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Prime Minister Super Mario’s Friends at the Olympic Ceremonies

Prime Minister Super Mario’s Friends at the Olympic Ceremonies

At the 2016 Olympics’ closing ceremonies, Shinzō Abe saw fit to finally shed a secret he’s been keeping up for more than 30 years. Indeed, as he leaped out of a giant sewer pipe situated at the center of Rio’s Maracanã Stadium, the prime minister revealed he’s actually been Earth’s most famous plumber, all along…

Anybody who doubts cosplay’s far greater prevalence in Japan needn’t look any further: there’s the country’s actual leader donning Super Mario’s signature red cap and blue overalls.

Of all the ways to mark a symbolic baton passing before the 2020 Tokyo games, Abe-san performed in a highly meta show wherein a red ball passes between a succession of pro athletes and characters from games and anime. Pac-Man, his ghosts, and even Hello Kitty showed up before Mario finally warped across the ocean to reveal his true identity to the world.

The whole production had a very Daicon IV feel–speaking to how otaku truly have taken over, perhaps. Still, certain pop culture references translate better than others, so some might’ve been confused about who exactly that odd, blue cat thing was that enabled Mario’ s trans-Pacific jaunt?

That is, in fact, Doraemon–a robot cat from the future. He’s actually a far more storied pop icon than Mario, appearing in all media, almost continuously, for nearly 50 years. He fits in basically the same roles as both Mickey Mouse and Mr. Rogers, having delighted generations of children with a plethora of adventures that are largely (though not exclusively) educational, and pressing his face on basically every kind of merch available.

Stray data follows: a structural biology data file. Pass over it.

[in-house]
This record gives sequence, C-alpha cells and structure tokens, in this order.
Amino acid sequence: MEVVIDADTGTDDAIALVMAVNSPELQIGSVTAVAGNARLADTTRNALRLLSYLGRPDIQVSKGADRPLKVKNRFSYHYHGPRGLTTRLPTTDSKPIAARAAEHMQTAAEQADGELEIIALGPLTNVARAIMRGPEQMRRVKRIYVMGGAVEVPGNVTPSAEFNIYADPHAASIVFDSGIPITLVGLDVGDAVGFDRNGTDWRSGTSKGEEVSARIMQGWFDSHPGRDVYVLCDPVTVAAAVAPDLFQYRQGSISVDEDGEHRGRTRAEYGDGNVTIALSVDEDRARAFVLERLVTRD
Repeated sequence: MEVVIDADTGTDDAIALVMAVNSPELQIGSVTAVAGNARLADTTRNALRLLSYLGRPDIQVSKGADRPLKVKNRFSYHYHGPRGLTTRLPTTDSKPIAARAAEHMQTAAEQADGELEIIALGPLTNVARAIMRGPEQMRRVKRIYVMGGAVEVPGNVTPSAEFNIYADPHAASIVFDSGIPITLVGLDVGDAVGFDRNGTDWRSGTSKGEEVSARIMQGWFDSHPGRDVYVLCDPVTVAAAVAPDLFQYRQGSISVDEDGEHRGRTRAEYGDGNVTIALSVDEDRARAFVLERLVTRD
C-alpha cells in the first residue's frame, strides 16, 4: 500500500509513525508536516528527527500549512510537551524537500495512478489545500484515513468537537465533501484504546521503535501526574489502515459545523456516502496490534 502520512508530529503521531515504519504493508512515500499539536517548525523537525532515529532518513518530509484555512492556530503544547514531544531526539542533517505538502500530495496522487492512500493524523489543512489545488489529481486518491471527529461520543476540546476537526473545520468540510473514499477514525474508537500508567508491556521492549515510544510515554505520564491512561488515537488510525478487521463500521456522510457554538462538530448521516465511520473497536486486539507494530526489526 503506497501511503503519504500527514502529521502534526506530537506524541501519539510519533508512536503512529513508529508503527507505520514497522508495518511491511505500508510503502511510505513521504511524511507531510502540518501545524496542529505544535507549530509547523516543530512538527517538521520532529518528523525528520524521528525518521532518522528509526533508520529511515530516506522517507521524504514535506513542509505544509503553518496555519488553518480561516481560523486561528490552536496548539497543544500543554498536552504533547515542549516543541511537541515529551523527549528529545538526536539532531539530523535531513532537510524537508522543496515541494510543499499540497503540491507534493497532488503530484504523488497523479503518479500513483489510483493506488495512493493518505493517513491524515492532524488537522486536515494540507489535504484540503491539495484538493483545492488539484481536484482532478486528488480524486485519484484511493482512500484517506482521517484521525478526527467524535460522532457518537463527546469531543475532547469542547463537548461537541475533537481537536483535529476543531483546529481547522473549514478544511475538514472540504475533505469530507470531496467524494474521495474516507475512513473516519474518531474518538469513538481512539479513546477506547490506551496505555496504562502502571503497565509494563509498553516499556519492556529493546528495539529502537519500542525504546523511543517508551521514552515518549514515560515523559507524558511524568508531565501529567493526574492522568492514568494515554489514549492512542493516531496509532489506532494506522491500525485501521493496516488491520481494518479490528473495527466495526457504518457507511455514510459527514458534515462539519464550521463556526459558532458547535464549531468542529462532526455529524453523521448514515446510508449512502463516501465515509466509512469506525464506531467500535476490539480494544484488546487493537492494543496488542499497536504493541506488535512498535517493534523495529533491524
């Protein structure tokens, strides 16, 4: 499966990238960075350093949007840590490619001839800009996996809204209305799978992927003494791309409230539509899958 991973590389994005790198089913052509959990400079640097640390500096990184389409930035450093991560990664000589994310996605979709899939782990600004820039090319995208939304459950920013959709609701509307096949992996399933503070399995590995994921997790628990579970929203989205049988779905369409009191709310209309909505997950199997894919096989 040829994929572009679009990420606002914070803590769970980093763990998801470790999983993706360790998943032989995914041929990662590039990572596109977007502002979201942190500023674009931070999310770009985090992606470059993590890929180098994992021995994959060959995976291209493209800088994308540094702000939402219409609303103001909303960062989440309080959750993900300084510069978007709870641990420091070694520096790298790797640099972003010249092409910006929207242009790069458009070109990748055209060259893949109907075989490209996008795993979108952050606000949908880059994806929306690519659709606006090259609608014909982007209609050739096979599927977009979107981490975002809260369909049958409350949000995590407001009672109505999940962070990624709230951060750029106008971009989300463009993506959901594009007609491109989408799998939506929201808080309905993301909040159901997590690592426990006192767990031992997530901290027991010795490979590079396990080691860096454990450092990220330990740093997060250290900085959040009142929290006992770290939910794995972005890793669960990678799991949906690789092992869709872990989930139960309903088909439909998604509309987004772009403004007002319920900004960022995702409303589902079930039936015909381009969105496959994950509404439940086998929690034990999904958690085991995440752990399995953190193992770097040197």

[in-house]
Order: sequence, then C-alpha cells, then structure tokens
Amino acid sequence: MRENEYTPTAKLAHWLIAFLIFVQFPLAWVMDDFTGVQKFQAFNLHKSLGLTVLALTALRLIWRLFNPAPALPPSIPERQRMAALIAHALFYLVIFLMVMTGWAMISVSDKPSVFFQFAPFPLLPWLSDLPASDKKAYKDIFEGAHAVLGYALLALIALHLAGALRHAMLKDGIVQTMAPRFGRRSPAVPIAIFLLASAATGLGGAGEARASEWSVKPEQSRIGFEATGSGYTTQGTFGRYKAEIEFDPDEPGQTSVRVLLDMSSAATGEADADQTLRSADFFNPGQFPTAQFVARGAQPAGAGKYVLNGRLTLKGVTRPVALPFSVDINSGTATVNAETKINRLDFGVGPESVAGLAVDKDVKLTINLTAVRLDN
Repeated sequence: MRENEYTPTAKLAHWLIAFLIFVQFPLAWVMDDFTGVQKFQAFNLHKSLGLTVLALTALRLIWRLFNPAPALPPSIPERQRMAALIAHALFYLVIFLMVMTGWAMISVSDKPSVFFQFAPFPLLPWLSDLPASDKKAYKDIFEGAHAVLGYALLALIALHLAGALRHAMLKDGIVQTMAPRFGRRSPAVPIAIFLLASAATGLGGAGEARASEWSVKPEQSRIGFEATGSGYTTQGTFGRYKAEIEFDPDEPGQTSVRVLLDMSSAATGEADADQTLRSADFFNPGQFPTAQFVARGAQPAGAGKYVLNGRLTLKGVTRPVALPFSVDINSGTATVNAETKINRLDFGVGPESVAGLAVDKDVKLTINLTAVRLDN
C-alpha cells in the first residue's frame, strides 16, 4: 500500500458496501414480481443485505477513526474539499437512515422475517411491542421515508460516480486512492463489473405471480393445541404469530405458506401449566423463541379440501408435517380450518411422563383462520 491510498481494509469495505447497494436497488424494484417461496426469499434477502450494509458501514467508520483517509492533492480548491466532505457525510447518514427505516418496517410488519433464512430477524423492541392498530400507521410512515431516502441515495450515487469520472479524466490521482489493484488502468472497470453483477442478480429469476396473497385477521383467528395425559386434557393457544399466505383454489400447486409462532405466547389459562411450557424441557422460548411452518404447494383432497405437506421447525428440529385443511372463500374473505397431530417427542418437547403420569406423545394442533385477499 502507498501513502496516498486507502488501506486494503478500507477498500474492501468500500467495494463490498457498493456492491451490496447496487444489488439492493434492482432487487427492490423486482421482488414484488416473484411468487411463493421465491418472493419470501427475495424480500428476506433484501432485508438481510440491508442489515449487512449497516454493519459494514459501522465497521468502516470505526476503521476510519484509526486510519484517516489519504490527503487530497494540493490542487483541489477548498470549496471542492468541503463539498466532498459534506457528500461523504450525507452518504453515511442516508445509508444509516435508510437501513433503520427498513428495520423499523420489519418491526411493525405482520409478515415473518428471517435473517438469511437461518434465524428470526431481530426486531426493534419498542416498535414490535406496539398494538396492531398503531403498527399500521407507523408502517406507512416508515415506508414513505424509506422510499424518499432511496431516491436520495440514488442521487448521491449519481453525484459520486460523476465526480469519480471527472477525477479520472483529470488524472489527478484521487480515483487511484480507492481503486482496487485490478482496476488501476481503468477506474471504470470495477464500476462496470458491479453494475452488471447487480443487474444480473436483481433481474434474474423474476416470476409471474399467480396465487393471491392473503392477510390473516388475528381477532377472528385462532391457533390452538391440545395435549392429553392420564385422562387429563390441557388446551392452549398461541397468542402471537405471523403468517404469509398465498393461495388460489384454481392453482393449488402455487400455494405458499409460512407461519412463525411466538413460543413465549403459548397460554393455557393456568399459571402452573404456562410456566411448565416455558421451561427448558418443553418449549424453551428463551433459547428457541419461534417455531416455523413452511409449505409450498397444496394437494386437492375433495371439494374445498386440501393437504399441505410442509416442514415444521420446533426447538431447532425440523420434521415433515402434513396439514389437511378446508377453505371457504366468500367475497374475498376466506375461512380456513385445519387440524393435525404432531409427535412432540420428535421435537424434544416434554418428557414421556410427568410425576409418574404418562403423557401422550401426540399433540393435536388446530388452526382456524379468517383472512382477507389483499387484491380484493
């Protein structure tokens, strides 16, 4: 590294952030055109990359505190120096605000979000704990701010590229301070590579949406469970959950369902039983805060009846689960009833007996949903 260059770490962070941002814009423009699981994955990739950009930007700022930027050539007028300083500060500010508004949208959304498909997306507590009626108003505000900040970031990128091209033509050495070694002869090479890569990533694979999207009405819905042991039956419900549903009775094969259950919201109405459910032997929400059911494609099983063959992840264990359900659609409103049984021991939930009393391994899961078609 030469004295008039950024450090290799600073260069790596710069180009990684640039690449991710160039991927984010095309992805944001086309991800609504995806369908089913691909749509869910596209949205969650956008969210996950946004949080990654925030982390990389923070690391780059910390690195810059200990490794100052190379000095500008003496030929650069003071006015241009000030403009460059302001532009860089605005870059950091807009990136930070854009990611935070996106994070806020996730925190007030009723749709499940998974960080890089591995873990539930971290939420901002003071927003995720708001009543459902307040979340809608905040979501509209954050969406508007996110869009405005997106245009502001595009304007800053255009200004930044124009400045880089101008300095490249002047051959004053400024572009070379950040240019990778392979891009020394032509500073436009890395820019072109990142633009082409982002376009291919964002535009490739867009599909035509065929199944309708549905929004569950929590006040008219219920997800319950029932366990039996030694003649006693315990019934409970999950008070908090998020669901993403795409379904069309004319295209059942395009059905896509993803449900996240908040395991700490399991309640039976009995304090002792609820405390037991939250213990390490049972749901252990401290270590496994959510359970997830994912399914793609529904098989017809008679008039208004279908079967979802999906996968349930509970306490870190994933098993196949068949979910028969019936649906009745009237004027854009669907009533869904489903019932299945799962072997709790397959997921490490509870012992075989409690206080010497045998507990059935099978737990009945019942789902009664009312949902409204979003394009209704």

Doraemon’s inclusion in the closing ceremonies bolsters speculations that the next Olympics may be the geekiest yet. To wit, Mario’s appearance finally realizes the years he’s spent competing with Sonic the Hedgehog in Olympics in cutesy decathlons. And of course, it’s worth noting that the 2020 games’ location was actually picked, several decades in advance, by that post-Apocalyptic manga, Akira.

Image Credits: International Olympics Committee, Shogakukan

Featured Image Credit: International Olympics Committee

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